by Vasilis Sitras, Christopher Fenton, Ruth Paulssen, Åse Vårtun, G. Acharya
The human placenta is a rapidly developing organ that undergoes structural and functional changes throughout the pregnancy. Our objectives were to investigate the differences in global gene expression profile, the expression of imprinted genes and the effect of smoking in first and third trimester normal human placentas. Materials and Methods
Placental samples were collected from 21 women with uncomplicated pregnancies delivered at term and 16 healthy women undergoing termination of pregnancy at 9–12 weeks gestation. Placental gene expression profile was evaluated by Human Genome Survey Microarray v.2.0 (Applied Biosystems) and real-time polymerase chain reaction. Results
Almost 25% of the genes spotted on the array (n?=?7519) were differentially expressed between first and third trimester placentas. Genes regulating biological processes involved in cell proliferation, cell differentiation and angiogenesis were up-regulated in the first trimester; whereas cell surface receptor mediated signal transduction, G-protein mediated signalling, ion transport, neuronal activities and chemosensory perception were up-regulated in the third trimester. Pathway analysis showed that brain and placenta might share common developmental routes. Principal component analysis based on the expression of 17 imprinted genes showed a clear separation of first and third trimester placentas, indicating that epigenetic modifications occur throughout pregnancy. In smokers, a set of genes encoding oxidoreductases were differentially expressed in both trimesters. Conclusions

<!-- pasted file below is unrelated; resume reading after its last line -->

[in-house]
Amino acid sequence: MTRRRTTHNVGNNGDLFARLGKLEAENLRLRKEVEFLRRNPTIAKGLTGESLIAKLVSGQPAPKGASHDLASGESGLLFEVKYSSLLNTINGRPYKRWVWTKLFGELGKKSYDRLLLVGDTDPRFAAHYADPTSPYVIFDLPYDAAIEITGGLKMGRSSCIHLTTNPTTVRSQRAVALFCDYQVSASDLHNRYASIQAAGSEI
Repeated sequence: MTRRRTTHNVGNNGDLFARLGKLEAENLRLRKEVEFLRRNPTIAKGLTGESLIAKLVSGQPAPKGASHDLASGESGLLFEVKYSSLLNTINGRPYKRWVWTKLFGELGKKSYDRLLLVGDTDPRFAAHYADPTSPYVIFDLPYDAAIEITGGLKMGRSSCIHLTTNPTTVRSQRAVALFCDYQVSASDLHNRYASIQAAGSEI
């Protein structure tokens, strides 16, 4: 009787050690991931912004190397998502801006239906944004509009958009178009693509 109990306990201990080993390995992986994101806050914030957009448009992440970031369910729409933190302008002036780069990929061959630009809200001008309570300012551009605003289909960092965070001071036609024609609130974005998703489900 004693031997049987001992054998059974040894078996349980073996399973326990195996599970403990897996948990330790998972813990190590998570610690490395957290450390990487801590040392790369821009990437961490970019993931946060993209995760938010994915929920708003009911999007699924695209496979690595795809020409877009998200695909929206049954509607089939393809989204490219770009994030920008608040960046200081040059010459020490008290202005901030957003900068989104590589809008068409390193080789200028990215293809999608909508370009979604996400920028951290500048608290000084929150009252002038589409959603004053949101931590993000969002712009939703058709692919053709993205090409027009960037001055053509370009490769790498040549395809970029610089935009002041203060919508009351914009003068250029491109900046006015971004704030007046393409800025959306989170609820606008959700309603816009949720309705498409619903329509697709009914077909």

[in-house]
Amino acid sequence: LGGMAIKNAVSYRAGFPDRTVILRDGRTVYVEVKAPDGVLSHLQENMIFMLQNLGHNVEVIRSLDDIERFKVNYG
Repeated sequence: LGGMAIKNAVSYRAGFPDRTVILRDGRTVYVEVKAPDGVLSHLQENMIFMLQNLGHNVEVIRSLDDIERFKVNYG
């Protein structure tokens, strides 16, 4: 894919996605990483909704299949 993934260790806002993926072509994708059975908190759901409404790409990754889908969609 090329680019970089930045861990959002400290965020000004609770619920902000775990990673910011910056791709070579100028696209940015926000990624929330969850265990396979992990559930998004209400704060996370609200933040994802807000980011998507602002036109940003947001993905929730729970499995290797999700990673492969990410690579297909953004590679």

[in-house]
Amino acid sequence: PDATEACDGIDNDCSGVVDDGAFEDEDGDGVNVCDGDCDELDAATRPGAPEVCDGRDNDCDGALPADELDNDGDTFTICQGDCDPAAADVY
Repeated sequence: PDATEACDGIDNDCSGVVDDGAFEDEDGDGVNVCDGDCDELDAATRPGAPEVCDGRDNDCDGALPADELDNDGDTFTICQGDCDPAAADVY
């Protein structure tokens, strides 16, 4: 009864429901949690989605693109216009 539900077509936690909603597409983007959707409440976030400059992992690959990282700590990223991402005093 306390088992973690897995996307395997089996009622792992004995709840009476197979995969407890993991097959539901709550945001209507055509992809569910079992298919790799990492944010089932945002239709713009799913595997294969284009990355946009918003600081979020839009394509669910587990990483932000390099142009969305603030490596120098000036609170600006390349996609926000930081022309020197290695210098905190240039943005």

Differences in global gene expression profile between first and third trimester human placenta reflect temporal changes in placental structure and function. Epigenetic rearrangements in the human placenta seem to occur across gestation, indicating the importance of environmental influence in the developing feto-placental unit.